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castor oil plant, castor-bean

castor bean, castor oil plant, ricinus

Habit Plants 1–4[–5+] m. Stems erect. Herbs [shrubs], annual or perennial, monoecious; hairs absent; latex absent.

stipules 2–3 cm, connate, leaving conspicuous scar around stem;

petiole 10–55 cm, with (0–)1–3 cuplike glands on proximal adaxial surface, 2 glands at apex adaxially;

blade circular in outline, 15–50 cm diam., base peltate, marginal teeth gland-tipped, laminar glands scattered on adaxial surface, lobes 7–12, lanceolate or oblanceolate, increasing in size apically, apex narrowly acute to acuminate.

deciduous, alternate, simple;

stipules present, caducous;

petiole present, glands present at apex and usually proximally;

blade palmately lobed, margins serrate, laminar glands present;

venation palmate.


6–30 cm, to 45 cm in fruit;

bracts caducous except for 2 persistent glands.

bisexual (staminate flowers proximal, pistillate distal) or pistillate, terminal or leaf-opposed, racemelike thyrses;

glands subtending each bract 2.


staminate 5–15 mm; pistillate 0.5–5 mm, elongating to 40 mm in fruit.


Staminate flowers

calyx lobes ovate, 7–8 mm;

stamen cluster ± spheric, 10–12 mm diam.

sepals 3–5, valvate, connate basally;

petals 0;

nectary absent;

stamens to 1000, connate proximally in numerous slender, irregularly branched columns;

pistillode absent.

Pistillate flowers

sepals ovate, 4–5 mm;

ovary densely covered in slender-conic, bristle-tipped outgrowths;

styles red or orange-red, 4–5 mm;

stigmas distinctly spreading, papillose.

sepals 5, distinct or connate basally;

petals 0;

nectary absent;

pistil 3-carpellate;

styles 3, distinct or slightly connate basally, 2-fid.




dark red, echinate, subglobose, 1.5–2 cm diam.


mottled brown, 8–11 mm, shiny.

ovoid or ovoid-ellipsoid;

caruncle present.


= 10.


= 20.

Ricinus communis


Phenology Flowering and fruiting summer–late fall.
Habitat Waste ground, riverbanks, sand and gravel bars, ravines, margins of cultivated fields, roadsides, along railways.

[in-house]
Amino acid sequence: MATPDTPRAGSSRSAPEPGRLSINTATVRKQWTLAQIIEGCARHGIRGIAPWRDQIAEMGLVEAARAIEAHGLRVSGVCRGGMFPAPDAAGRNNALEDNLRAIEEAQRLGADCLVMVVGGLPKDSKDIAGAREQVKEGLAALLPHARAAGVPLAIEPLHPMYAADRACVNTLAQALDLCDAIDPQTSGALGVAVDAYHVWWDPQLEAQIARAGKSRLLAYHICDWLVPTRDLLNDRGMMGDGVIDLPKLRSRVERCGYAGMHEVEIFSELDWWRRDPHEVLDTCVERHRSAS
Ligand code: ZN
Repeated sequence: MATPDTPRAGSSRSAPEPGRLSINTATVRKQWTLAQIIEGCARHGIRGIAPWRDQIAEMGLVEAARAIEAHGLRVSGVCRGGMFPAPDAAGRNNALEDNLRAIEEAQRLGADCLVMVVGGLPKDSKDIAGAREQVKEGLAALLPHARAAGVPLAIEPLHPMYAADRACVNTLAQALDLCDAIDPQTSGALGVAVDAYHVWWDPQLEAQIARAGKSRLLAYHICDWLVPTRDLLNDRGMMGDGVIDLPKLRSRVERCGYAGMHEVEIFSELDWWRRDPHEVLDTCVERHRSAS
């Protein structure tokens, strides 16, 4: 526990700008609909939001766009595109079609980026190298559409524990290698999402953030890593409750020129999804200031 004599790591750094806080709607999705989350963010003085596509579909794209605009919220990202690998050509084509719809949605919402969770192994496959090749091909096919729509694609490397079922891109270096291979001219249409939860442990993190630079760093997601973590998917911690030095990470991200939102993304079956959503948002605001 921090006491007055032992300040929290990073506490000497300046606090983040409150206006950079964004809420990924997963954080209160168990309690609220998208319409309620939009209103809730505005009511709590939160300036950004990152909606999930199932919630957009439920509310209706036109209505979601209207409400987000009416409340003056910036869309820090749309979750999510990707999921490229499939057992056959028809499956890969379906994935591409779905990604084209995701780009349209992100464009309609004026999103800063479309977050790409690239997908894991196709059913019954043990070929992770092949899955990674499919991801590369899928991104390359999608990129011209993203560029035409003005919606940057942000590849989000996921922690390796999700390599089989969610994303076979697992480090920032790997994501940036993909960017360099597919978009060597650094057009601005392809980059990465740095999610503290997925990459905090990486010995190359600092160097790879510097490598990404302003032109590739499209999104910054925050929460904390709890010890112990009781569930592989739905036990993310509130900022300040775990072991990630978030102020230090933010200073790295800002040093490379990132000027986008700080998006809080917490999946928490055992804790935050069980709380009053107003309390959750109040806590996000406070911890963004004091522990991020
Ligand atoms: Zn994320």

Elevation 0–700 m. (0–2300 ft.)
from FNA
AL; AR; AZ; CA; FL; GA; LA; MO; MS; TX; Africa [Introduced in North America; introduced also in Mexico, West Indies, Bermuda, Central America, South America, Eurasia, Atlantic Islands, Indian Ocean Islands, Pacific Islands, Australia]
[WildflowerSearch map]
[BONAP county map]
from USDA
ne Africa; widely cultivated and often naturalized in tropical; subtropical; and warm temperate regions worldwide [Introduced in North America]
[BONAP county map]

Ricinus communis, native to northeastern Africa, is cultivated as an ornamental throughout subtropical and temperate North America and is naturalized in the southern United States. It has been reported throughout the eastern United States as far north as Michigan and New Hampshire, and north to Utah and Kansas farther west, but appears to be a nonpersisting garden escape that is only adventive and not naturalized in these areas. In Missouri, it is considered to be naturalized (and uncommon) only in the extreme southeastern corner. Plants are shrubs in tropical and subtropical regions and very large annual herbs in cooler regions. Numerous horticultural cultivars exist, including some with dark red stems and leaves that are commonly planted in North America.

All plant parts are poisonous due to the water soluble protein ricin. In tropical regions (mainly Brazil and India), the species is widely cultivated for its seed oil. Castor oil, derived from the seeds (highly refined oil does not contain ricin), is used in cosmetics, medicines, paints, plastics, and lubricants. The use of castor oil in traditional medicine dates at least from ancient Egyptian times. Castor oil is used worldwide for a variety of medicinal purposes, most commonly as a laxative and for skin ailments. In North America, it was formerly commonly given to children as a general cure-all for internal ailments.

(Discussion copyrighted by Flora of North America; reprinted with permission.)

Species 1.

(Discussion copyrighted by Flora of North America; reprinted with permission.)

Source FNA vol. 12, p. 160. FNA vol. 12, p. 160. Author: Lynn J. Gillespie.
Parent taxa Euphorbiaceae > Ricinus Euphorbiaceae
Subordinate taxa
R. communis
Name authority Linnaeus: Sp. Pl. 2: 1007. (1753) Linnaeus: Sp. Pl. 2: 1007. (1753): Gen. Pl. ed. 5, 437. (1754)
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